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Components

Enarx comprises the following components:

  • Attestation
  • Enarx API & core
  • Enarx runtime
  • Management

The following components are relevant or related to Enarx:

  • Developer tools
  • TLSSock

Core components

Attestation

An application which is going to run in an Enarx Keep needs to attest two things:

  1. The hardware TEE (Trusted Execution Environment) providing Keeps.
  2. A measurement of the Enarx runtime. This means that Red Hat may need to launch a service to abstract attestation. The way that this works is that the client requests attestation from Enarx. Enarx supplies a blob. The client forwards this to Red Hat. Red Hat will then complete attestation of the h/w environment and translate the measurements of Enarx into a something which allows you to identify the specific version of Enarx.

From the client’s point of view, the attestation steps of Enarx end up with the following two cryptographically validated assertions:

  1. The TEE type and version;
  2. The Enarx version and integrity. The attestation processes associated with the various hardware architectures are very different (see SEV architectural and SGX architectural): providing a common mechanism to abstract this is expected to be a major part of the work associated with this project.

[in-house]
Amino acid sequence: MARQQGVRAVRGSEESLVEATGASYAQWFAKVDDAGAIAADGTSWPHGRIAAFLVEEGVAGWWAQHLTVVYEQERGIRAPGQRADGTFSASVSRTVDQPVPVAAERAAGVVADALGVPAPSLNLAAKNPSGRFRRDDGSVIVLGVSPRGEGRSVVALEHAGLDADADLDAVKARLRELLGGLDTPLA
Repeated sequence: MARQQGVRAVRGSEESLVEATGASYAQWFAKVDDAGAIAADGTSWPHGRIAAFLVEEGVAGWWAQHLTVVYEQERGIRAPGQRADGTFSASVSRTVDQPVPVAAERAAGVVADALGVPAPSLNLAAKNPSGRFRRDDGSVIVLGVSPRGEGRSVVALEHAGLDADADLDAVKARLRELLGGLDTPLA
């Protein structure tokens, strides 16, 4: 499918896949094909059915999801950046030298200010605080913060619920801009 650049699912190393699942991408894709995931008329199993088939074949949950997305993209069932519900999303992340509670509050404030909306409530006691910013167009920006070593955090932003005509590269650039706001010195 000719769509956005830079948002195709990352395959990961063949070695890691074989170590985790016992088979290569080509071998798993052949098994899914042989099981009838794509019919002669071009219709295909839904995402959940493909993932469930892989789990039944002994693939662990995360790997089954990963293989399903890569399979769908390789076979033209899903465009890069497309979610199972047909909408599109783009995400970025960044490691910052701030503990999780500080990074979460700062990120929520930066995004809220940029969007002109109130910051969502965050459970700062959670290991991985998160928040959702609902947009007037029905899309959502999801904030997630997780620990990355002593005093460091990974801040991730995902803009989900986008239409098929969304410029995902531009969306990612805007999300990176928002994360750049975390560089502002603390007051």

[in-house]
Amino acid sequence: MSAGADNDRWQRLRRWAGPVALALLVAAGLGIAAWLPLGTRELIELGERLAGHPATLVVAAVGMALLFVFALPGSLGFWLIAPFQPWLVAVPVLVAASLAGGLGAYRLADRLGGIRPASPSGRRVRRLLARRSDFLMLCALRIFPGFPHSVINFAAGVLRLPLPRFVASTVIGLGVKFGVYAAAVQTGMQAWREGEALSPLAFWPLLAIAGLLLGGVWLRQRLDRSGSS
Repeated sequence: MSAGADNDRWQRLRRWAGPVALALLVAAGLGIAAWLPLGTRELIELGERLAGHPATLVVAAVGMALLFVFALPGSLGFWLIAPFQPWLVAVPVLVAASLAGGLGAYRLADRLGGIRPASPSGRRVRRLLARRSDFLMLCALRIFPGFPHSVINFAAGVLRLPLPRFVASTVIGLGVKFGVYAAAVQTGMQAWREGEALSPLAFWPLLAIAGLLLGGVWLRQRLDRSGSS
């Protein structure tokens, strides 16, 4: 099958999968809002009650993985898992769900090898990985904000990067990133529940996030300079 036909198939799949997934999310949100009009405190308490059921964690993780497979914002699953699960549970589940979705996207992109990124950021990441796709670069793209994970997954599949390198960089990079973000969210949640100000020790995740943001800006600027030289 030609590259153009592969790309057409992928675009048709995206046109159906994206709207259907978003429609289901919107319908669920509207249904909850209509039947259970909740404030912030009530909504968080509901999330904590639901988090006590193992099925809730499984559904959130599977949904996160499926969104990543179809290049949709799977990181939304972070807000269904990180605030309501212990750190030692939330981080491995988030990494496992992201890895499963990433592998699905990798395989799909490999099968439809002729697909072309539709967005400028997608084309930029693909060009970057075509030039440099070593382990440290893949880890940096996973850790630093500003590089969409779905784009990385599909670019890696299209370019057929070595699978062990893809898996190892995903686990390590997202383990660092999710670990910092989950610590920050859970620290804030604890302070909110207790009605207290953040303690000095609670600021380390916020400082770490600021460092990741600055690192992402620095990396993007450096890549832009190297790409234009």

Enarx API & core

This project actually defines the WASI APIs and manages the attestation for all of the TEEs. It leverages the Enarx runtime.

Enarx runtime

This project aims to create a reusable engine to do WebAssembly. See Enarx runtime.

Management

This project will allow orchestration and management of workloads into Enarx Keeps.

Related components

Developer tools

In order to address the market and encourage maximum adoption of Enarx, tools need to be enabled to allow developers to make use of Enarx as simply as possible.

TLSSock

The intent of TLSSock is to extend POSIX APIs to support TLS and DTLS natively. This is not to be used within the Keep: it’s to gather agreement on an API to be put into POSIX. We hope at some point to go through the standards process so that this is accepted by the industry. Adoption of TLSSock and associated APIs will enable applications to use the same code both from within and outside the Keep.

Crypto-agility is a strong design requirement, and there is interest in providing implementations of some of the emerging quantum-resistant algorithms (partly as supporting one or more would provide good visibility for the project).

Deemed out-of-scope:

  • IPSec integration - as this operates at the interface level, not the socket level.

Issues for discussion:

  • SNI support
  • GSS-API support
  • Hardware offload support